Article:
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Old 19th May 2010, 04:44 PM   #4371
PMA is offline PMA  Europe
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Just curious, John -

are you making a survey for our younger colleagues?

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Old 19th May 2010, 06:03 PM   #4372
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PMA, discussion at a very high level, without the grounding that it takes to really understand where we have researched, and what we have learned, tends to lead to conclusions from different groups that is unproductive, as they are not easily resolvable.
For example, high vs low feedback, high vs low open loop bandwidth, higher order distortion generation, etc.
I prefer to start from first principles, learned by me, historically, as to what has worked and what has not, in audio design.
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Old 19th May 2010, 06:15 PM   #4373
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Should we talk about the Fairchild reverbs. The hot studio darling of the early 70's. Lots of 741's. So why did a semiconductor manufacturer start making audio gear?
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Old 19th May 2010, 09:07 PM   #4374
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John:
My core question turns on why they work. Here is a core philosophical question: if the problem is addition (new harmonics) why after passing through a chain of IC based electronics upstream (recording, mixing and mastering stuff plus effects) does the very small added distortion affect the sound so much? Or vice versa do the added distortions somehow make a chain sound better when they are the right distortions? And how can we know?

The history helps ground the discussion.

Fairchild has a long complex history of making all manner of stuff. Fairchild Semiconductor was a spin-off Fairchild Camera and Instrument - Wikipedia, the free encyclopedia At one point Keith Johnson desinged tape recording electronics for them.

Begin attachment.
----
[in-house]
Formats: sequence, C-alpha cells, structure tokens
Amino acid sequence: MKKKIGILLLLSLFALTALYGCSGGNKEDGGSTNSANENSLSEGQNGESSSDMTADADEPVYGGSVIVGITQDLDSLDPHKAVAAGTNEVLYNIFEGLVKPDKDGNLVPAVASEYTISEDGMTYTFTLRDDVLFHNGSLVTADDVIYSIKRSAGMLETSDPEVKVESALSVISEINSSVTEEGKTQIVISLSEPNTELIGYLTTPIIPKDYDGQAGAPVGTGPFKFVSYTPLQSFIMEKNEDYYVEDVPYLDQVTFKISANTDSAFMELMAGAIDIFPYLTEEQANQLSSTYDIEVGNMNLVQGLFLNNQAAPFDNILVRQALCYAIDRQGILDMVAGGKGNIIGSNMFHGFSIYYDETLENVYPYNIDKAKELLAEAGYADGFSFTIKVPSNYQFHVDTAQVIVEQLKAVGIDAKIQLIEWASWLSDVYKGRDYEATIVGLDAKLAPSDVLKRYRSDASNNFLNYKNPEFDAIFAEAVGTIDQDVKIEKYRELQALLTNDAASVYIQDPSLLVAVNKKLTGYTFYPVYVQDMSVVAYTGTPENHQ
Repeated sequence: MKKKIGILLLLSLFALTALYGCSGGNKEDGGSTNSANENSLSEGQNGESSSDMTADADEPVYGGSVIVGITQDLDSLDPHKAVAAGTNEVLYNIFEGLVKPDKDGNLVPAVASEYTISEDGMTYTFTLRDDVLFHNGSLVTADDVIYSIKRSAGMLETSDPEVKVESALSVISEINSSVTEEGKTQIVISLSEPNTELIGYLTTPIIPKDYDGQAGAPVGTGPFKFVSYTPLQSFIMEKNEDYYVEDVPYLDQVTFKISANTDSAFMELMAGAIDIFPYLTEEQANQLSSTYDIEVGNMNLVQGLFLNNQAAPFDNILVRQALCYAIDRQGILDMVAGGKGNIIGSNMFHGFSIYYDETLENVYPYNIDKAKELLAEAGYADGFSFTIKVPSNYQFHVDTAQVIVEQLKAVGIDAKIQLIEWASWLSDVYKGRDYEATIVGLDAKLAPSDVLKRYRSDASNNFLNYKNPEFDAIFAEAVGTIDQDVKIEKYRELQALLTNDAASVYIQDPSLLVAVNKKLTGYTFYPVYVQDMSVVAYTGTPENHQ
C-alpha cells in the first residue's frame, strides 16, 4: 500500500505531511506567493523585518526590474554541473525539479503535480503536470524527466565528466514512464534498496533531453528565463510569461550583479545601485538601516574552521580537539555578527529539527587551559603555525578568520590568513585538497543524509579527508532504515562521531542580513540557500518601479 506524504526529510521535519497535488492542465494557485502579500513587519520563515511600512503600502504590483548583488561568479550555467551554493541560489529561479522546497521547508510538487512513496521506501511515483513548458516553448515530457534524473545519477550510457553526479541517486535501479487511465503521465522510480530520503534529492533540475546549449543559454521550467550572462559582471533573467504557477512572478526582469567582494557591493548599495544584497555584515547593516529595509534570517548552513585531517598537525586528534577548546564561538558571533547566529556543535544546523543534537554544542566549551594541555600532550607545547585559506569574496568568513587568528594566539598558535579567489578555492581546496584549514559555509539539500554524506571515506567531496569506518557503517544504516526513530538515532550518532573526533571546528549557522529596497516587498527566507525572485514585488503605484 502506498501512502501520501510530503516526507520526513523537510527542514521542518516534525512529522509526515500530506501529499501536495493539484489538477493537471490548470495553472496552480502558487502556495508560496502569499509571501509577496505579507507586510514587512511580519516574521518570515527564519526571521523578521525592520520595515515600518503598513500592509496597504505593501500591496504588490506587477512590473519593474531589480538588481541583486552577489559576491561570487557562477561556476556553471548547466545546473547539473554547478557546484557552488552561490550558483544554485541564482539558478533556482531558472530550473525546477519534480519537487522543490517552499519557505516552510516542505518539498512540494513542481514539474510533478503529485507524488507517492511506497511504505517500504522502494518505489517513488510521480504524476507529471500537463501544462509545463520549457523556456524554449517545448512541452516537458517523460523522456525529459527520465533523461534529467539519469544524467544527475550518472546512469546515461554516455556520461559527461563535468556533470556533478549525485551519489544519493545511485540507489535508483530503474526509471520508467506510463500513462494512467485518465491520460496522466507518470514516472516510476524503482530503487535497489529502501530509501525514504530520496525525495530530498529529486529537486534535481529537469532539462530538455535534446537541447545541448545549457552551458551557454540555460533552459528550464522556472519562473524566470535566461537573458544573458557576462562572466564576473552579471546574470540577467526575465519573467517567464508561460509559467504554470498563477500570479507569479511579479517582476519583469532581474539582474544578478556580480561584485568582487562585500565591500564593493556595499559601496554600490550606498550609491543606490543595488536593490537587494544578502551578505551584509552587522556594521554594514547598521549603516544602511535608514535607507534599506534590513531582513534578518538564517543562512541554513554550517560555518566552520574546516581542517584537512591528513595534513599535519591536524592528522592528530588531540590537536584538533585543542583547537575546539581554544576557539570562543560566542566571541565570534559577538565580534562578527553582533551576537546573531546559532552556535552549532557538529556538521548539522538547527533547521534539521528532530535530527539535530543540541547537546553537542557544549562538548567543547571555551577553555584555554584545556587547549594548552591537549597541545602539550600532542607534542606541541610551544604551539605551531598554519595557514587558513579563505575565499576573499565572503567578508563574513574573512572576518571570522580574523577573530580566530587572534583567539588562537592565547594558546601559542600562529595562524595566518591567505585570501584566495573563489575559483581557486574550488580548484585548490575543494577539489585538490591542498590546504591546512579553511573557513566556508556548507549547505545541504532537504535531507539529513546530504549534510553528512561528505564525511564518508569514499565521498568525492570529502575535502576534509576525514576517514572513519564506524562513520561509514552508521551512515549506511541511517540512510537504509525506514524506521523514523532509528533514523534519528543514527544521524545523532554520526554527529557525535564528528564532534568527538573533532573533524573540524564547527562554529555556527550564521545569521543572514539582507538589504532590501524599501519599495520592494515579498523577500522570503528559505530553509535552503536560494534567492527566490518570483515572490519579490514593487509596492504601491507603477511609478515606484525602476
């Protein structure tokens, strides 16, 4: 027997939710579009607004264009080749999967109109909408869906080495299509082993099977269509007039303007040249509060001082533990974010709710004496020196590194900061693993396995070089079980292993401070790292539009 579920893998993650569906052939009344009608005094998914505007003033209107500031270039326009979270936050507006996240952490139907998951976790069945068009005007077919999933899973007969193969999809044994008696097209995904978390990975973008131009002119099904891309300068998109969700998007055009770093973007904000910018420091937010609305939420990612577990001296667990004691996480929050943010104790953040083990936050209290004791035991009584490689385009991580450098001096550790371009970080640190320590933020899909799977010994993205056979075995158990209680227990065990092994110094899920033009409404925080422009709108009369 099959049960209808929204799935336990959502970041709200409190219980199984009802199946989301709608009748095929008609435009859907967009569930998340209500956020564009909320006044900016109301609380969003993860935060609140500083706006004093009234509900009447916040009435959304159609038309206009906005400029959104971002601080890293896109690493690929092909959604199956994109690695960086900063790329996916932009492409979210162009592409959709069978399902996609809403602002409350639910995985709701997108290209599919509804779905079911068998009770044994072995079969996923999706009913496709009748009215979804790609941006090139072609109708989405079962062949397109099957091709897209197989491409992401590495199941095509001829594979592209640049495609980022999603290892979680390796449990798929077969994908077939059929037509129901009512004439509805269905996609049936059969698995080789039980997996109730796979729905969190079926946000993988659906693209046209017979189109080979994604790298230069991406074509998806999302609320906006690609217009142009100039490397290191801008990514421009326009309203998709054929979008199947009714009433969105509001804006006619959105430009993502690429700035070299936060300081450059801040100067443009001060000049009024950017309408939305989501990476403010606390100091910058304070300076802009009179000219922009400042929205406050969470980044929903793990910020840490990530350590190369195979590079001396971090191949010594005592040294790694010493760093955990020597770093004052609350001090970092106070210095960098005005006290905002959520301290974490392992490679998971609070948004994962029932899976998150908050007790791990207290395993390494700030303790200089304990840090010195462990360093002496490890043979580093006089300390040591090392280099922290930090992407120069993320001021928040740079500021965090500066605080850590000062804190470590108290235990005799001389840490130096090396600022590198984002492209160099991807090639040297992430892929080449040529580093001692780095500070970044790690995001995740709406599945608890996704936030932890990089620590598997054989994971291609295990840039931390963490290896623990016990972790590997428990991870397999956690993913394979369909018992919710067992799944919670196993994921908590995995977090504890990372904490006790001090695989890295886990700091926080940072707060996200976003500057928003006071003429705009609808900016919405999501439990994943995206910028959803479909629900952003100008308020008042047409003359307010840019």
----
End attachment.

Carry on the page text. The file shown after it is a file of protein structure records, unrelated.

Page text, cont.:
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Old 19th May 2010, 09:16 PM   #4375
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Even if the signal passed through many opamps during recording process, the sonic result would be affected by specific stages, like CDP output stage, preamplifier, and power amplifier input stage. This is very interesting, and it indicates that neither PIM, nor high order harmonics are the answer.
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Old 19th May 2010, 09:45 PM   #4376
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Not wishing to hi jack this thread I just want to point you in the direction of a new thread started in "Everything Else" about some new (well at least that is what is claimed in the link) approaches to equipment measurement.
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Old 19th May 2010, 10:42 PM   #4377
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Again, this is the problem. We can conjecture as to the best approach, especially from our own experience and what we have studied.
In any case put forward, so far, the understanding is not as complete as possible.